Vladimir Kecmanovic




Vladimir Kecmanovic


Kosta Pesevski and Darko Bajic


Darko Bajic


Vesna Popovic

Costume Designer

Dragica Lausevic


Dejan Pejovic


dr Ljiljana Mrkic-Popovic

Video Animator

Nemanja Vojnovic


Dragisa Curguz

Scenographers Assistant

Mia Medenica

Stage Manager

Dusko Askovic

Lighting Designers

Radovan Samolov, Vlado Radojevic

Sound Designers

Nikola Jovovic, Novak Askovic

Video Projections

Matija Jovanovic

Makeup Artist

Marijana Golubovic

Property Master

Miodrag Tesovic

Warderobe Assistants

Lidija Nikolic, Jelena Dunjic

Video Clip Creator

Stevo Mandic


Aleksandra Ilic


Nikola Vukelic and Matija Jovanovic


April 4th, 2018.


120 minutes


Andrija Kuzmanovic

A storyteller

Jovan Jovanovic

Murat (Russian journalist)

Iva Ilincic

Milica (French artist)

Branko Jankovic

Munir (a Mexican cop)

Isidora Simijonovic

Esma (Venezuelan model)

Amar Corovic

Bajo (the Jew)

A word from the director

Darko Bajic

I approached the play Osama – a Kasaba in New York from an angle different than the one the same story was approached from in the novel. For me it was first and foremost a story about a generation that is close to me, which, after a carefree childhood and youth in Yugoslavia went straight into a bloody war. Some were sent directly to death, some into expatriation, while some were left to live here, facing the consequences of the tragedy they had been through. Thorough this play I tried to find an answer whether it is possible for my generation to cleanse itself from the wounds or whether such cleansing is only possible for the next generations – our children.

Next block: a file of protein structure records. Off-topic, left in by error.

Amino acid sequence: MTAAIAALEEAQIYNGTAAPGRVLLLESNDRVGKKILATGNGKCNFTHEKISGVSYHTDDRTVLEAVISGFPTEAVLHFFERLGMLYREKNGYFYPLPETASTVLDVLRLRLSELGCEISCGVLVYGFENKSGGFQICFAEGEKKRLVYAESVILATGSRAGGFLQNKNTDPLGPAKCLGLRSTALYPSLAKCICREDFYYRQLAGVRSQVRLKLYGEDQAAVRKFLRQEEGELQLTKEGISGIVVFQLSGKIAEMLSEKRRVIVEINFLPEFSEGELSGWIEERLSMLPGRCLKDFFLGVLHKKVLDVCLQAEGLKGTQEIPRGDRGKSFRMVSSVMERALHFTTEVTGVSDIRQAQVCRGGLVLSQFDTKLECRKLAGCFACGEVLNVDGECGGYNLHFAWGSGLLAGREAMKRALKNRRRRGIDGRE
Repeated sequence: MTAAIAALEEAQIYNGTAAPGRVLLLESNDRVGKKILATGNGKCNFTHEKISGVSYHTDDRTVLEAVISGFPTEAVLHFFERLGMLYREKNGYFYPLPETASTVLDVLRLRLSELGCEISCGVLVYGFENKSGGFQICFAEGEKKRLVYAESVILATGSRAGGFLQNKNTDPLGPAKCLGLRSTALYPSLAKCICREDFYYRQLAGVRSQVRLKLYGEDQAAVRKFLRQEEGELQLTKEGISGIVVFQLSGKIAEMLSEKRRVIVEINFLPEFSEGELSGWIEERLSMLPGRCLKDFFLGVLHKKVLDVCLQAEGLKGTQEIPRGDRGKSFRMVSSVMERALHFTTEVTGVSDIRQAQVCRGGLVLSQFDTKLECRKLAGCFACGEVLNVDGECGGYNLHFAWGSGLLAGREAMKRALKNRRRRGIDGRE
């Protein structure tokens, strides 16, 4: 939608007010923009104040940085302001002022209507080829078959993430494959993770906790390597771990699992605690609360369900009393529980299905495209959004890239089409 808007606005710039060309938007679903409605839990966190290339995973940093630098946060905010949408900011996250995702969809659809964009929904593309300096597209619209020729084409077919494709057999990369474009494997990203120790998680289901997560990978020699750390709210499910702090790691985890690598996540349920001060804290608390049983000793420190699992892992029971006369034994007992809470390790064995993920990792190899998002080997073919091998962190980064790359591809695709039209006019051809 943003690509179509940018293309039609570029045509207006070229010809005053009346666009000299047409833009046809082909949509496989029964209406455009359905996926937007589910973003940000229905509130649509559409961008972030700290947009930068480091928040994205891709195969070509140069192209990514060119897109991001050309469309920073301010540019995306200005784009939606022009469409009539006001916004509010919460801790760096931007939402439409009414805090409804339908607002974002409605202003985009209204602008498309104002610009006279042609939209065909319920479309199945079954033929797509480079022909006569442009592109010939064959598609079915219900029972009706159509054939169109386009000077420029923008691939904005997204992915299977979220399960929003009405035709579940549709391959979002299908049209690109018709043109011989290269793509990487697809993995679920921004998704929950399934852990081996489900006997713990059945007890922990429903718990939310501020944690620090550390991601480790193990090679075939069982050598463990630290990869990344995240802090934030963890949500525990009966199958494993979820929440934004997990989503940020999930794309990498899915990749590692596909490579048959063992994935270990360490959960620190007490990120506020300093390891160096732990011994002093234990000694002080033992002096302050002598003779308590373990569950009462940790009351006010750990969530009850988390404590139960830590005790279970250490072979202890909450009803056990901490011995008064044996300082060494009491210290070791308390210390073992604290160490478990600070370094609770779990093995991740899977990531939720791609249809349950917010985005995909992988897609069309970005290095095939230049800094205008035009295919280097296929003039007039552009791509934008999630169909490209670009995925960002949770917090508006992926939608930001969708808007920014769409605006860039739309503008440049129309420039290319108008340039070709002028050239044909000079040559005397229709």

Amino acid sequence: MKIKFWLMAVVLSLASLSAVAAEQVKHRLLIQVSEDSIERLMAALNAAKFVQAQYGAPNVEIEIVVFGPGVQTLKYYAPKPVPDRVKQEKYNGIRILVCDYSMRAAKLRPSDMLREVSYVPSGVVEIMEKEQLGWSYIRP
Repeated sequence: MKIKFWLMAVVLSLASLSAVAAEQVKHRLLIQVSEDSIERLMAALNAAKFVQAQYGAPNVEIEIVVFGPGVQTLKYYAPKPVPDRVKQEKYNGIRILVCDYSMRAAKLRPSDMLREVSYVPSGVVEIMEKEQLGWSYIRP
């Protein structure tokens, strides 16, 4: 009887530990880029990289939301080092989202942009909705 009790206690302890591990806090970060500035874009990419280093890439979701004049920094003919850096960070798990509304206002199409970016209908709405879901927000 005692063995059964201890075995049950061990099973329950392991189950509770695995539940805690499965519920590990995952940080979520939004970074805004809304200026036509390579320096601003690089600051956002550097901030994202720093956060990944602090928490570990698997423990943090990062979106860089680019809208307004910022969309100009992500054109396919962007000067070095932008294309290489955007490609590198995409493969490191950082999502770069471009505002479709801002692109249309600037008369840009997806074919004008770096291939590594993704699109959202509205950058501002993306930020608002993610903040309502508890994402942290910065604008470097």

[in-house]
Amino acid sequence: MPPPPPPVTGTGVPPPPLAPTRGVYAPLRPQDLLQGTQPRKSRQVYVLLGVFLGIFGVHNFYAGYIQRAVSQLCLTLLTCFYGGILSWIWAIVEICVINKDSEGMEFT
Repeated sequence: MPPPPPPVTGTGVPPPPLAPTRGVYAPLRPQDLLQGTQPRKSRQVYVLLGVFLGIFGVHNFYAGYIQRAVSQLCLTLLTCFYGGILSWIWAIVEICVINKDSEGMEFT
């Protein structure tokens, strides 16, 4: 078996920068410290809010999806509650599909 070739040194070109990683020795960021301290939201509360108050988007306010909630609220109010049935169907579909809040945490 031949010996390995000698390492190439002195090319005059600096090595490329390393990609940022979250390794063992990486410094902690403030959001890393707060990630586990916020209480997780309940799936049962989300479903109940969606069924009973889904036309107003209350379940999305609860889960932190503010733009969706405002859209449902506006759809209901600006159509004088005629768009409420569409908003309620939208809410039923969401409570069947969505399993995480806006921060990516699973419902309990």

A word from the author

Vladimir Kecmanovic

Just as Andrić’s wretched hero imagined he was a Turkish sultan and paid for that delusion with his life, the novel’s Bajazid-Bajo imagines that he is the terrorist Osama Bin Laden and ends up in an equally tragic way. They both end up in a damned yard – one in an Ottoman Turk gaol, from which no one has ever got out, and the other in the global prison, from which there is no escape, neither metaphorically nor physically. In the dramatic text Osama – a Kasaba in New York, which is a free adaptation of my novel, this truth is transposed in a somewhat less fierce way. Perhaps that’s because the audiences don’t like to be faced with painful truths. Maybe it is also because it is not wise to provoke the rulers of today’s world by comparing them directly to the Ottoman evildoers. But, the most likely explanation is that these two reasons are deeply and firmly connected.

Show must go on.

A word from the dramatist

Kosta Pesevski

Osama – a Kasaba in New York is perhaps the biggest challenge I have faced as a dramatist so far. A lively and expressive story of growing up, friendship, love and war in the form of a novel is told in such a way that its transformation into a theatre play was quite a puzzle. It had the potential to come alive on the stage, but it was necessary to find a way to transpose the story’s main stream and its most important branches into a different canal, the dramatic one. The solution was in fact in front of my eyes the whole time. The novel’s main hero, in his New York bar, is actually performing a play the whole time, retelling his memories to someone. That was the key to dramatisation and the play. It was necessary to bring to the stage his entire solo act and all the characters and events that inhabit his mind. I hope the dramatisation has preserved the strength of the characters and their tragedy, and that this will give it a long life on the stage of Zvezdara theatre.

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